Cassava 5 Cents Seychelles Authentic Coin Money for Jewelry and Craft Making (Manioc)
Cassava 5 Cents Seychelles Authentic Coin Money for Jewelry and Craft Making (Manioc) (Yuca)
Reverse: Cassava plant (also known as manioc, and as yuca)
Lettering: 5 FIVE CENTS
Obverse: Coat of arms
Lettering: REPUBLIC OF SEYCHELLES
Finis Coronat Opus
Period Republic (1976-date)
Type Standard circulation coin
Value 5 Cents
0.05 SCR = 0.0036 USD
Currency Rupee (1914-date)
Weight 1.95 g
Diameter 18 mm
Thickness 1.1 mm
Orientation Medal alignment ↑↑
Number N# 4181
References KM# 47.1, Schön# 47, KM# 47.2
Manihot esculenta, commonly called cassava (/kəˈsɑːvə/), manioc, or yuca (among numerous regional names) is a woody shrub native to South America of the spurge family, Euphorbiaceae. Although a perennial plant, cassava is extensively cultivated as an annual crop in tropical and subtropical regions for its edible starchy tuberous root, a major source of carbohydrates. Though it is often called yuca in parts of Spanish America and in the United States, it is not related to yucca, a shrub in the family Asparagaceae. Cassava is predominantly consumed in boiled form, but substantial quantities are used to extract cassava starch, called tapioca, which is used for food, animal feed, and industrial purposes. The Brazilian farinha, and the related garri of West Africa, is an edible coarse flour obtained by grating cassava roots, pressing moisture off the obtained grated pulp, and finally drying it (and roasting in the case of farinha).
Cassava is the third-largest source of food carbohydrates in the tropics, after rice and maize. Cassava is a major staple food in the developing world, providing a basic diet for over half a billion people. It is one of the most drought-tolerant crops, capable of growing on marginal soils. Nigeria is the world's largest producer of cassava, while Thailand is the largest exporter of cassava starch.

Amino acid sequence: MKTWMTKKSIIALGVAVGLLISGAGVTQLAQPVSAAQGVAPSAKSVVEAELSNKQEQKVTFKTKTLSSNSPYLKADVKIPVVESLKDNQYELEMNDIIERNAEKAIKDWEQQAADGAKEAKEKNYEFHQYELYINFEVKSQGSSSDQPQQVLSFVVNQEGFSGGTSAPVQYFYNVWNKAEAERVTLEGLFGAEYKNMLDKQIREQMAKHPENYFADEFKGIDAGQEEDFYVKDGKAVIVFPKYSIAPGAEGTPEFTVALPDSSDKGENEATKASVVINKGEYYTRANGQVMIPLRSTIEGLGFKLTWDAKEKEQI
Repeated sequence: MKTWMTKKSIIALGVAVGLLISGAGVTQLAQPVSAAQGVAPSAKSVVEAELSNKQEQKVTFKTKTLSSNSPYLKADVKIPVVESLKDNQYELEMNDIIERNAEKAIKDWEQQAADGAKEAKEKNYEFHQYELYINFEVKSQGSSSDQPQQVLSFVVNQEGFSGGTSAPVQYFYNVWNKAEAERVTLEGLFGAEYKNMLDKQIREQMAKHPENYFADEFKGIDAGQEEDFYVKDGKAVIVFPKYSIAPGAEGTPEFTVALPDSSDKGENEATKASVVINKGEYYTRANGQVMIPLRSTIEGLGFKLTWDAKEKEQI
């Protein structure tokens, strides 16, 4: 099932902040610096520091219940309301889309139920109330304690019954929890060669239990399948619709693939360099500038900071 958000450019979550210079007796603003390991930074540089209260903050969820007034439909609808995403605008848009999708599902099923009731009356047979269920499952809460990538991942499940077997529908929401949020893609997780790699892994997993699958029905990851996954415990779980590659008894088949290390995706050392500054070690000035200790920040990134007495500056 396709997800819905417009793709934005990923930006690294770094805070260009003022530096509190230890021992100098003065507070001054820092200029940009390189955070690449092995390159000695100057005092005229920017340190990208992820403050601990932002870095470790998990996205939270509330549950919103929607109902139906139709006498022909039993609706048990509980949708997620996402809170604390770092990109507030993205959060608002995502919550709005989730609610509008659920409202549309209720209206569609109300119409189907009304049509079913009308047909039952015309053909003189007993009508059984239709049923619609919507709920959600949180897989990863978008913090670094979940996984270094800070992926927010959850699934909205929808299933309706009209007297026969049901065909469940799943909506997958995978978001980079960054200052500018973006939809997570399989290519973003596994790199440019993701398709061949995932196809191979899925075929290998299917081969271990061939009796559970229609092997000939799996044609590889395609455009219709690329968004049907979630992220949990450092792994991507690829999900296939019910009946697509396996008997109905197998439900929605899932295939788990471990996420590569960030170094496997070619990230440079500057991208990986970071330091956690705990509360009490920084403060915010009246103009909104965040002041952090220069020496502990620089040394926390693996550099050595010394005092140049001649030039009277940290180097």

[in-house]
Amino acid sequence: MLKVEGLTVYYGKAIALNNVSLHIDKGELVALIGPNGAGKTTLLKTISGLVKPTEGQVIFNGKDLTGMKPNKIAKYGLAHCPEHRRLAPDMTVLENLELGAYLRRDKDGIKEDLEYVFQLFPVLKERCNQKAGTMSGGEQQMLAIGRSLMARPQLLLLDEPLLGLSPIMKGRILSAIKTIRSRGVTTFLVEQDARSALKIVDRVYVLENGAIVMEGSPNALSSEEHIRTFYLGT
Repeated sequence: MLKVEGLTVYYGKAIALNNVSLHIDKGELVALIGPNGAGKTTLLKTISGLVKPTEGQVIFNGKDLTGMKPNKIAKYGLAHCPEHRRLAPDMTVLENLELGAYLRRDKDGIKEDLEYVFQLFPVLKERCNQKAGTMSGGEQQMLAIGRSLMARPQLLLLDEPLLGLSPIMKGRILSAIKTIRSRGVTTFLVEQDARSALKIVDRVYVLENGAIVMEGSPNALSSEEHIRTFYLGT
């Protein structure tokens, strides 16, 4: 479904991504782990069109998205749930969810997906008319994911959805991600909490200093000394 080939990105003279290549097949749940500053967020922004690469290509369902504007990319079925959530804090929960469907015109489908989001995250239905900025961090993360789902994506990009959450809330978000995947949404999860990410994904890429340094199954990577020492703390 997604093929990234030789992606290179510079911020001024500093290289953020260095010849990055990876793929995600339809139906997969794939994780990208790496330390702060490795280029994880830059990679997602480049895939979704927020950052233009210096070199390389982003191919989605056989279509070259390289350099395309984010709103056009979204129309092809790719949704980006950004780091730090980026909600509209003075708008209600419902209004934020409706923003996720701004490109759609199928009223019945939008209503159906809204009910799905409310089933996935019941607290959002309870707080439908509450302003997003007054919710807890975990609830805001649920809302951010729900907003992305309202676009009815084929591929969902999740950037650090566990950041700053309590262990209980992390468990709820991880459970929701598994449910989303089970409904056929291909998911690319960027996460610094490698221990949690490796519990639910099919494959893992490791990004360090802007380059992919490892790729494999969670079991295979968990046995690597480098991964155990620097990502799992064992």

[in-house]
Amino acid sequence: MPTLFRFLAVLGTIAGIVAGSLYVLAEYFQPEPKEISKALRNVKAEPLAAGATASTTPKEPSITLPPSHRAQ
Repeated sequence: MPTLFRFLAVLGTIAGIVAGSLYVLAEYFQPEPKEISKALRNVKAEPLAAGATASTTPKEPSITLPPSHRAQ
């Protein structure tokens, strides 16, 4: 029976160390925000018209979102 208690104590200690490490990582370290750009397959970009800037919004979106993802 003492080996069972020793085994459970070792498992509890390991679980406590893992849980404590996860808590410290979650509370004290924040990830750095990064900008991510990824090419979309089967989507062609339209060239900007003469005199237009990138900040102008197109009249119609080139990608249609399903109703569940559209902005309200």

Cassava is classified as either sweet or bitter. Like other roots and tubers, both bitter and sweet varieties of cassava contain antinutritional factors and toxins, with the bitter varieties containing much larger amounts. It must be properly prepared before consumption, as improper preparation of cassava can leave enough residual cyanide to cause acute cyanide intoxication, goiters, and even ataxia, partial paralysis, or death. The more toxic varieties of cassava are a fall-back resource (a "food security crop") in times of famine or food insecurity in some places. Farmers often prefer the bitter varieties because they deter pests, animals, and thieves.
The coat of arms of the Republic of Seychelles shows a shield, in which a giant tortoise is located on green grounds. On the ground there is a coco de mer palm tree. Behind it there is a blue sea with two islands and a sail ship to be seen. The shield is enthroned by a silver helmet, on which a white-tailed tropicbird is located above blue and white waves. The shield is supported by two white sailfish. Beneath the shield the motto of Seychelles is stated: "Finis Coronat Opus" (a phrase traditionally attributed to Ovid. (Latin for "The End Crowns the Work").
The quality of this coin was better than the picture. This item exceeded my expectations. This store front offers a wide variety of coins. It is a great place to shop for both collecting coins and crafting jewelry.